By Kyle Wiggers
Technology is the means to any number of positive ends and therefore power. That’s what Linda Kenworthy, business development manager for Intel Americas, reiterated repeatedly at the Ohio University ITS Day, organized by the McClure School of Information and Telecommunication Systems, keynote address on Thursday, March 21.
Kenworthy, addressing a crowd of OU students and faculty as part of an all-day celebration of connected devices, spoke with alacrity and enthusiasm about the incredible experiences made possible by rapidly evolving microprocessor manufacturing processes, widespread internet usage and electronic gadget ubiquity. “With unprecedented levels of information (being generated) each day, (companies like) Intel want to create and extend computing technology to enrich the lives of every person on Earth,” she said.
Humanity is the linchpin for a world experiencing, as Kenworthy put it, “tectonic shifts” in the technology sector. She maintained that recent advances like “big data” (the collection of personal information on a massive scale) and “cloud computing” (a huge number of servers working in tandem to propagate information) culminate in “us.” We are all participants in a democratic marketplace, Kenworthy suggested, where what we want is first and foremost. She asked, “Wouldn’t it be great if your favorite store knew you well enough to send you an e-mail about a sale you cared about?”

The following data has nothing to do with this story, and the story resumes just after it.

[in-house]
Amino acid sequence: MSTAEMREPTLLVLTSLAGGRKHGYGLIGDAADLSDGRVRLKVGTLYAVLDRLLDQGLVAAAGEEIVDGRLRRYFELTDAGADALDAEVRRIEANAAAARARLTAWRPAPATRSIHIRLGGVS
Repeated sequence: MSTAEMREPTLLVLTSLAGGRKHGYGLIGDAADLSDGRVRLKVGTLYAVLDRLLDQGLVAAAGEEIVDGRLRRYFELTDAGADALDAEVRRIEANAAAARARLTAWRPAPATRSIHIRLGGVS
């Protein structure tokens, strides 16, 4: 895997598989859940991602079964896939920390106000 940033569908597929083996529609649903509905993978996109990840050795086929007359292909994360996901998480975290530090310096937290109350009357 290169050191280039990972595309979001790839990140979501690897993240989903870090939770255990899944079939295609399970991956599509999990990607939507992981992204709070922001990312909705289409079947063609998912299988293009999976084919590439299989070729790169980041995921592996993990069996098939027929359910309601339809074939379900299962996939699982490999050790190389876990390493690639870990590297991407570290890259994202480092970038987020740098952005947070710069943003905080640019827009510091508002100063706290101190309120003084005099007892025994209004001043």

The health care industry could benefit from such capability, too, Kenworthy said. Caretakers could outfit newborn babies with RFID (wireless tracking) tags, so they could know if and when the babies leave the nursery. “That’s the kind of thing (we) can accomplish now,” she said.
Kenworthy is a big believer in augmenting the way people work and play for the better. She told of a personal tragedy that could’ve been prevented by technology. “A lot of people ask me why I decided to join (a company like) Intel,” she said. “The day my (diabetic) father was released from physician care, he went to use a restroom in the hospital. No one knew where he was, so he missed an insulin shot. He ended up collapsing.” Orderlies searched in vain for nearly fifteen minutes. During that time, her father suffered a massive heart attack, and died. “If he’d been wearing an RFID (wireless identification) tag, I can’t know what might have happened, but he probably would’ve been found in less than fifteen minutes,” Kenworthy said. Convergence and connection has the potential to save lives, she maintained.
What’s possible going forward? Kenworthy noted that Moore’s Law – a theory by Intel founder Thomas Moore that the number of transistors in microprocessors would double every year – no longer applies. The sky is the limit, she says. “Twenty years from now, we’ll have technology that’ll learn from us and allow us to do things we haven’t even thought of yet.”
For now, though, Kenworthy responds to the impatient with a quote from a famous physicist. “Albert Einstein said, ‘The only reason for time is so that everything doesn’t happen at once,’” she said. “Thank goodness for that.”